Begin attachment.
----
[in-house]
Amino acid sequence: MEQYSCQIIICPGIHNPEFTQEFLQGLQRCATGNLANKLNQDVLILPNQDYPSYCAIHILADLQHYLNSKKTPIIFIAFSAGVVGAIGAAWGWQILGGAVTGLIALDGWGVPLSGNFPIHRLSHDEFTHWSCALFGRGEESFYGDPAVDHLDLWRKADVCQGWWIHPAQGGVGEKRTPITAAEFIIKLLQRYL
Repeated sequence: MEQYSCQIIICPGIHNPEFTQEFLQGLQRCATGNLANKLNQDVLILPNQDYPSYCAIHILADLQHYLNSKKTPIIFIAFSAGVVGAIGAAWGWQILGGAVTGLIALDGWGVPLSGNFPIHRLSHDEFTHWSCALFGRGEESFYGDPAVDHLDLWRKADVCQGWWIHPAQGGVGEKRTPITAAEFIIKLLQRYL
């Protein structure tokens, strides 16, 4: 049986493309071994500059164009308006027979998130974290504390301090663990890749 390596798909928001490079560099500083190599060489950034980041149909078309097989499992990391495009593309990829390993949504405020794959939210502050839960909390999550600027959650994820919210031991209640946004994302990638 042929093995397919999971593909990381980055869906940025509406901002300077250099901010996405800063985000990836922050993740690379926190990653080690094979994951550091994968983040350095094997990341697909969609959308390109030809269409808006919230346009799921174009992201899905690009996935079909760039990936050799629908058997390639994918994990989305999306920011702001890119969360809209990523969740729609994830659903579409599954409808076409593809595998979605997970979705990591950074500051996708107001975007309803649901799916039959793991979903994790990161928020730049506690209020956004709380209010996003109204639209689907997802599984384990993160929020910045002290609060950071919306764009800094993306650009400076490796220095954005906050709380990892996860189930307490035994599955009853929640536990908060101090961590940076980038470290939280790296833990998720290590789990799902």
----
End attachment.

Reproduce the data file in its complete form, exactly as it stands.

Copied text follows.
[in-house]
Amino acid sequence: MEQYSCQIIICPGIHNPEFTQEFLQGLQRCATGNLANKLNQDVLILPNQDYPSYCAIHILADLQHYLNSKKTPIIFIAFSAGVVGAIGAAWGWQILGGAVTGLIALDGWGVPLSGNFPIHRLSHDEFTHWSCALFGRGEESFYGDPAVDHLDLWRKADVCQGWWIHPAQGGVGEKRTPITAAEFIIKLLQRYL
Repeated sequence: MEQYSCQIIICPGIHNPEFTQEFLQGLQRCATGNLANKLNQDVLILPNQDYPSYCAIHILADLQHYLNSKKTPIIFIAFSAGVVGAIGAAWGWQILGGAVTGLIALDGWGVPLSGNFPIHRLSHDEFTHWSCALFGRGEESFYGDPAVDHLDLWRKADVCQGWWIHPAQGGVGEKRTPITAAEFIIKLLQRYL
């Protein structure tokens, strides 16, 4: 049986493309071994500059164009308006027979998130974290504390301090663990890749 390596798909928001490079560099500083190599060489950034980041149909078309097989499992990391495009593309990829390993949504405020794959939210502050839960909390999550600027959650994820919210031991209640946004994302990638 042929093995397919999971593909990381980055869906940025509406901002300077250099901010996405800063985000990836922050993740690379926190990653080690094979994951550091994968983040350095094997990341697909969609959308390109030809269409808006919230346009799921174009992201899905690009996935079909760039990936050799629908058997390639994918994990989305999306920011702001890119969360809209990523969740729609994830659903579409599954409808076409593809595998979605997970979705990591950074500051996708107001975007309803649901799916039959793991979903994790990161928020730049506690209020956004709380209010996003109204639209689907997802599984384990993160929020910045002290609060950071919306764009800094993306650009400076490796220095954005906050709380990892996860189930307490035994599955009853929640536990908060101090961590940076980038470290939280790296833990998720290590789990799902």